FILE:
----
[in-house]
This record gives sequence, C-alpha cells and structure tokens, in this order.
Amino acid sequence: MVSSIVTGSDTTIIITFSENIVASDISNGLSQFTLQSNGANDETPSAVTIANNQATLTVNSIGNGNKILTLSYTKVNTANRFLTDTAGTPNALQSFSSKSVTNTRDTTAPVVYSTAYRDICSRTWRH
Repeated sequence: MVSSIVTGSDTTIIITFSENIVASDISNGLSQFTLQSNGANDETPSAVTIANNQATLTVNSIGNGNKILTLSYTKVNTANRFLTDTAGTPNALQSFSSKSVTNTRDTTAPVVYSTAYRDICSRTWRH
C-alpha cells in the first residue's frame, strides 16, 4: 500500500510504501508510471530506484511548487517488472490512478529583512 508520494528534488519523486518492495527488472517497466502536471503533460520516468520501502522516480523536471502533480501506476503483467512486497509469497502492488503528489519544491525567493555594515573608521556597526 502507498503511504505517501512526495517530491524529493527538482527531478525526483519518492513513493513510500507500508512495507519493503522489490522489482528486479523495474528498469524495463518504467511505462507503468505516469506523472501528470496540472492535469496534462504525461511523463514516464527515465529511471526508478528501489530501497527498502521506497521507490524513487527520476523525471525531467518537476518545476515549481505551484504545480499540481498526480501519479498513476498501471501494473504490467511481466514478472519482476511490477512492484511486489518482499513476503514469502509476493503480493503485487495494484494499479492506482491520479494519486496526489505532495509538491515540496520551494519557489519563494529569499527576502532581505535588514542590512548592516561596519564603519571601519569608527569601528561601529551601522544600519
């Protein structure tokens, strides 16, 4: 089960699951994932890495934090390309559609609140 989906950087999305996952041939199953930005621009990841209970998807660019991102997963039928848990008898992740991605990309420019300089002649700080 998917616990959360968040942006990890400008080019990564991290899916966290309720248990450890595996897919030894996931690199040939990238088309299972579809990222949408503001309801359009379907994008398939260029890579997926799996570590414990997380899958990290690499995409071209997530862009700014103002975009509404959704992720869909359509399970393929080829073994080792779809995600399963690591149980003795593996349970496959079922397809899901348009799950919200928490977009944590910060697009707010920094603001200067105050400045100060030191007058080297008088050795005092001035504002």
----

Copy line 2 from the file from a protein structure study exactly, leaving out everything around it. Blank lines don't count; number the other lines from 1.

This record gives sequence, C-alpha cells and structure tokens, in this order.